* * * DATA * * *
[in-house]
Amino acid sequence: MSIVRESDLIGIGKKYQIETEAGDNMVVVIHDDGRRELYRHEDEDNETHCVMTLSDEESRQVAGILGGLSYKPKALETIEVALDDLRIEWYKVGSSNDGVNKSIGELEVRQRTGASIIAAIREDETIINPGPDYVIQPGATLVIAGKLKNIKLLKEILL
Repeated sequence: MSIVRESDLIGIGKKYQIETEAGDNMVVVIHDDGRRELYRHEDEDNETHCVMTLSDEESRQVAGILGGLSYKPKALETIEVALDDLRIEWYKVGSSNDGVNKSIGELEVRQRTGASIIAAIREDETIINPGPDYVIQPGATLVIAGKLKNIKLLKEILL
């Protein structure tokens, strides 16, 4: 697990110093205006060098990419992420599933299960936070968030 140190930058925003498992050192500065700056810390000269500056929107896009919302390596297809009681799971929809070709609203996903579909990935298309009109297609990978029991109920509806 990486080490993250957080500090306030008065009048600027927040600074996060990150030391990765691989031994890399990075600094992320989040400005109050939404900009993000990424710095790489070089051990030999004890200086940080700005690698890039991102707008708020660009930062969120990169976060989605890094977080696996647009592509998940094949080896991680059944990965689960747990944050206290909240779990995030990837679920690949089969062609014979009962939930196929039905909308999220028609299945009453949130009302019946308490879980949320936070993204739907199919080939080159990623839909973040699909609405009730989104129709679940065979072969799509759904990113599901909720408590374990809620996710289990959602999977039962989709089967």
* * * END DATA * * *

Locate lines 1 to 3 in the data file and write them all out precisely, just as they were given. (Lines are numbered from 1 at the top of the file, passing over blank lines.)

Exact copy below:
[in-house]
Amino acid sequence: MSIVRESDLIGIGKKYQIETEAGDNMVVVIHDDGRRELYRHEDEDNETHCVMTLSDEESRQVAGILGGLSYKPKALETIEVALDDLRIEWYKVGSSNDGVNKSIGELEVRQRTGASIIAAIREDETIINPGPDYVIQPGATLVIAGKLKNIKLLKEILL
Repeated sequence: MSIVRESDLIGIGKKYQIETEAGDNMVVVIHDDGRRELYRHEDEDNETHCVMTLSDEESRQVAGILGGLSYKPKALETIEVALDDLRIEWYKVGSSNDGVNKSIGELEVRQRTGASIIAAIREDETIINPGPDYVIQPGATLVIAGKLKNIKLLKEILL